Grits: An Intimate Portrait of The Liberal Party


479 pages
Contains Illustrations, Bibliography, Index
ISBN 0-7715-9573-5




Reviewed by Eric P. Mintz

Eric P. Mintz is an associate professor of political science and
environmental studies at Sir Wilfred Grenfell College, Memorial
University of Newfoundland.


Grits provides the general reader with an interesting and entertaining account of the Liberal Party of Canada in the 1960s and 1970s. Christina McCall-Newman, a prominent Canadian journalist, does not focus on the substance of Liberal government policies, but rather uses character sketches of those on the inner circles of power (including Keith Davey, Jim Coutts, Michael Pitfield, Marc Lalonde, and Pierre Trudeau) to provide insight into the workings of the Liberal Party and the political problems faced by the Trudeau government.

The unexpected resurrection of Trudeau in the 1980 election has made this book the first of a projected two volumes on the Pearson-Trudeau era. Unfortunately, this has deprived Grits of the strong conclusion it needs to pull together the various observations the author wishes to make. But, basically, the author attributes the Liberal Party’s success at the national level to the shared beliefs of its leading figures in the importance of electoral popularity, party unity and loyalty to the leader, the conciliation of diverse interests, and the maintenance of a strong English-French alliance. The difficulties of the Liberal Party in the 1970s are partially attributed to the lack of understanding of and concern for the Liberal Party machine by Trudeau and his closest advisors and the attempt to reform the government decision-making process along rationalistic lines that contributed to the government’s inability to cope with the growing economic crisis.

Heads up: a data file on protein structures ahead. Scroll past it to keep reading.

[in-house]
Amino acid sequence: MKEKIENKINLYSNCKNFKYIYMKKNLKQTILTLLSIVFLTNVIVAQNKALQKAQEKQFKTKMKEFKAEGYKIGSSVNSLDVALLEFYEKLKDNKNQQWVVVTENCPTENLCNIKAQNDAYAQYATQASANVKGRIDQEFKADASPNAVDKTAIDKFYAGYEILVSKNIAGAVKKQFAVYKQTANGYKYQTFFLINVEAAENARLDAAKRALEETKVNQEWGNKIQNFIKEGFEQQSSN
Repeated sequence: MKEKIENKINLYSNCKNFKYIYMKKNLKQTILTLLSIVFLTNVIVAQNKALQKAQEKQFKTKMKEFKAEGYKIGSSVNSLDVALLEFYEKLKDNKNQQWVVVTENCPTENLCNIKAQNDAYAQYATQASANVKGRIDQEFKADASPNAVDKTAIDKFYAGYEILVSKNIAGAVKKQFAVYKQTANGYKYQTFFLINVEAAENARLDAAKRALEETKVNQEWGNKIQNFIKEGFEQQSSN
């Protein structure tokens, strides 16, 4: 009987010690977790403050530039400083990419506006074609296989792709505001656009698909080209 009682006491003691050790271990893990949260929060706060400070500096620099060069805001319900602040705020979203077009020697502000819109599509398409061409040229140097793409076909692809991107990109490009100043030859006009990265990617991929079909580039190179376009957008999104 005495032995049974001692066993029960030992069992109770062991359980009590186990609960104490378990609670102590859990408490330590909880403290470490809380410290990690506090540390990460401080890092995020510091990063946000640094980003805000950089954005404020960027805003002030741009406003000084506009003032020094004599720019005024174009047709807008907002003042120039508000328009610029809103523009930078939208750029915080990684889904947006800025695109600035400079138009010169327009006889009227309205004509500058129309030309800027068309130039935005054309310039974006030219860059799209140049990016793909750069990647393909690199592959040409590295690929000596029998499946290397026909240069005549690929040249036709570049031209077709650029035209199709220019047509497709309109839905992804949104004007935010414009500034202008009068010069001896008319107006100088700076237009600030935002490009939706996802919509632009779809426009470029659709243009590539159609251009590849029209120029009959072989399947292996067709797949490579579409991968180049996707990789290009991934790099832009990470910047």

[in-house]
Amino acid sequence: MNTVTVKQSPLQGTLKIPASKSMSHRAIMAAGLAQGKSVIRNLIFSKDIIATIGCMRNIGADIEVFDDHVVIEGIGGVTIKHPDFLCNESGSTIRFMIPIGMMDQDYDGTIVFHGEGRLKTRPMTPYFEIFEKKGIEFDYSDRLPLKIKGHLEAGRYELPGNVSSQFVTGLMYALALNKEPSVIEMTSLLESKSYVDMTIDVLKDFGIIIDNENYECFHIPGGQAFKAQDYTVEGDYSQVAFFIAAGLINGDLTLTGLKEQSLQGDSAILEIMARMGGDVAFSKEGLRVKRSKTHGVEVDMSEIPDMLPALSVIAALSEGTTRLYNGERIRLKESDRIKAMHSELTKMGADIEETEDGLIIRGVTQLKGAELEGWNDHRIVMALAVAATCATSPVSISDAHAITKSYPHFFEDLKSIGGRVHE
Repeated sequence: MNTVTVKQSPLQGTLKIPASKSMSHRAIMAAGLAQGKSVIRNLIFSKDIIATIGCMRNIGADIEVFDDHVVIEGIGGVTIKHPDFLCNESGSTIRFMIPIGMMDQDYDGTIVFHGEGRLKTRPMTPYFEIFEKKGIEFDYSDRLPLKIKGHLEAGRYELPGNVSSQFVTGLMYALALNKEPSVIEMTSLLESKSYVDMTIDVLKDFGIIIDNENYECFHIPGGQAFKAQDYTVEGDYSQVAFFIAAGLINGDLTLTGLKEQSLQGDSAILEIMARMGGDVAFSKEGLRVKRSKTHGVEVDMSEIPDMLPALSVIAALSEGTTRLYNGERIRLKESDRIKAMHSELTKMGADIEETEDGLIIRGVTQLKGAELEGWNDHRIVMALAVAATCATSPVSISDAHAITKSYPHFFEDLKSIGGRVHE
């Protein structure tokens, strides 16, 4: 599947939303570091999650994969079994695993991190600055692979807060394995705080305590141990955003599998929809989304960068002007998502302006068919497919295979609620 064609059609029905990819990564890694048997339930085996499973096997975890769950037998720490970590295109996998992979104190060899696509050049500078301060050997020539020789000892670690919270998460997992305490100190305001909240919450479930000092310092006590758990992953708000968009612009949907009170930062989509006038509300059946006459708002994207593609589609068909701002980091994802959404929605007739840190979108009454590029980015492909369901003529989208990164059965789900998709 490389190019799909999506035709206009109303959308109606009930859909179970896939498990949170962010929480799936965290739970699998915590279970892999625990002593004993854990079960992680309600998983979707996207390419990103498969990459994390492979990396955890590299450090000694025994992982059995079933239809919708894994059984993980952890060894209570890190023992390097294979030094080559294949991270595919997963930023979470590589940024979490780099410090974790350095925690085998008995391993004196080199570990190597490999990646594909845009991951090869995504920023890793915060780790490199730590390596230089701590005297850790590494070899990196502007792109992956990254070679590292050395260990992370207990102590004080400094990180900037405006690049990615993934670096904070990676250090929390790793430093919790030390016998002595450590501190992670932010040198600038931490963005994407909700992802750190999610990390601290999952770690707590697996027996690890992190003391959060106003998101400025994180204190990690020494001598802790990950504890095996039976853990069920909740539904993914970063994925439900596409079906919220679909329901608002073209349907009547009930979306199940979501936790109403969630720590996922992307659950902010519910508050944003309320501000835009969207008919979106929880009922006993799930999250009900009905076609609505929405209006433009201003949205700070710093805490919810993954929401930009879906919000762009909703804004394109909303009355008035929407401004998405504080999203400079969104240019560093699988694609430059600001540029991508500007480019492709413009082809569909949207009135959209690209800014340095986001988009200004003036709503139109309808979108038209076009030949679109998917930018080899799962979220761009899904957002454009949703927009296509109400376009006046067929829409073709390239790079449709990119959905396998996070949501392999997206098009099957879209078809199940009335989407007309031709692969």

Although the book is generally very well written, the author’s extensive interviewing has resulted in an overabundance of anecdotes that are not always relevant to the points being made. Similarly, the author at times seems interested in writing a Liberal “Who’s Who” which, combined with an appendix, makes the book unnecessarily long even though many important questions about the operations of the Liberal Party are not thoroughly discussed. But even though a considerable proportion of the book is devoted to matters of ephemeral interest, this is offset by analyses of such topics as the history of the Liberal Party and the nature of the civil service, which provide useful background to the events being discussed.

The reviewer eagerly awaits the publication of the final volume.


McCall-Newman, Christina, “Grits: An Intimate Portrait of The Liberal Party,” Canadian Book Review Annual Online, accessed July 23, 2024,